Dorothea Wendt

Scientist, PostDoc

Objective Measures of Cognitive Hearing – Listening attention (EEG)

Measuring brain activity using EEG and Ear-EEG is applied in our research to learn more about listening attention and cognitive load in people with hearing impairment.

In everyday life, we are constantly challenged to follow our conversational partner and suppress other unwanted sounds. Regardless of the listening situation, whether it is a busy office, crowded restaurant or congested street, sound reaching our ears is not from our conversational partner only. The conversation is accompanied by other unwanted sounds.

Whereas listening in such challenging situations can be difficult even for listeners with intact hearing, people with hearing loss are notorious for their difficulties in attending and understanding their conversational partners. Hearing devices are supposed to help the listener to better receive and attend the speech from their conversational partners.
Our main objective in this part of our research is to understand when hard of hearing individuals fail to attend and understand the speech in different listening situations and to evaluate the effectiveness of hearing devices and their signal processing, which are supposed to help the user understanding desired speech.


EEG helps understand hearing and attention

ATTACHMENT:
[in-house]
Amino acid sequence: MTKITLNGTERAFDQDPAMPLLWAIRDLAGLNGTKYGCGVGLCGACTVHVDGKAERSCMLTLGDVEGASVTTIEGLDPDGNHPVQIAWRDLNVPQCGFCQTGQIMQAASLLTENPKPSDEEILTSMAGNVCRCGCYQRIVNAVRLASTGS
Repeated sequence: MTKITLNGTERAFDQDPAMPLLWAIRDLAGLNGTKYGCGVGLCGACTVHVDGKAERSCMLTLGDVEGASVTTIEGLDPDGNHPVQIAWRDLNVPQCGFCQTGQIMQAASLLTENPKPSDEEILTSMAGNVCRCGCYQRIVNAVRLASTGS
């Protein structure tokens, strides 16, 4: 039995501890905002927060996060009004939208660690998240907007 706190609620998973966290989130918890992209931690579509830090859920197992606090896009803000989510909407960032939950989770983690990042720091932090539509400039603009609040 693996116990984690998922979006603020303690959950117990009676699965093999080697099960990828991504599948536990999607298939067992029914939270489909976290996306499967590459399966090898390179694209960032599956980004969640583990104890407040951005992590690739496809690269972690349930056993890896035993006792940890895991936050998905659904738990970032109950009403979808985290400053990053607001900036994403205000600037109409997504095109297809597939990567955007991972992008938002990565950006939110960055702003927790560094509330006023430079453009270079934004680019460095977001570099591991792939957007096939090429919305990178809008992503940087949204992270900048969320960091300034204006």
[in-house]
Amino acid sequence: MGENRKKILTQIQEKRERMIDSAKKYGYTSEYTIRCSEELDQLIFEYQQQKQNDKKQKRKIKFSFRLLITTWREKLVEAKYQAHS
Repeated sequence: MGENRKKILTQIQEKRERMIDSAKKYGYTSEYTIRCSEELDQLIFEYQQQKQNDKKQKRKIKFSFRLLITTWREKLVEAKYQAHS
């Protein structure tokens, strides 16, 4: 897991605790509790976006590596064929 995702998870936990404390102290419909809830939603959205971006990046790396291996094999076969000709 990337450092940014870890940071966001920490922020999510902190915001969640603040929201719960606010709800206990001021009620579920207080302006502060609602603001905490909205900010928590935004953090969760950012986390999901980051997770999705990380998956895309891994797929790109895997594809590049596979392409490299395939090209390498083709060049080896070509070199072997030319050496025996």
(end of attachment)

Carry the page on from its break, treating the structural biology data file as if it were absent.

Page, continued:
For these reasons, we work on developing new methods and outcome measures to evaluate the impact of the signal processing of hearing devices using electroencephalography (EEG) signals. 
Our primary focus is on the everyday listening situations, where more conventional speech in noise tests might be insensitive, i.e. high signal-to-noise-ratios and high speech intelligibility.

We hear with our brains, not just with our ears. Electrophysiological signals, the measurements of our brains’ activity, have been used to better understand hearing and attention in different listening tasks and to develop new outcome measures. 
Within the field of cognitive hearing science, brain responses have been demonstrated to be modulated by auditory attention and to assess the cognitive load. Within our group, EEG and in/around-Ear-EEG is applied to learn more about listening attention and cognitive load in people with hearing impairment. 

Learn More

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    Neural Speech Processing During Selective Listening in an Audio-Visual Monologue vs. Dialogue Paradigm
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    Speech-intelligibility and sound-quality benefits of hearing aids over PSAPs in a blinded laboratory study

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    The Effect of Noise on the Selective Attention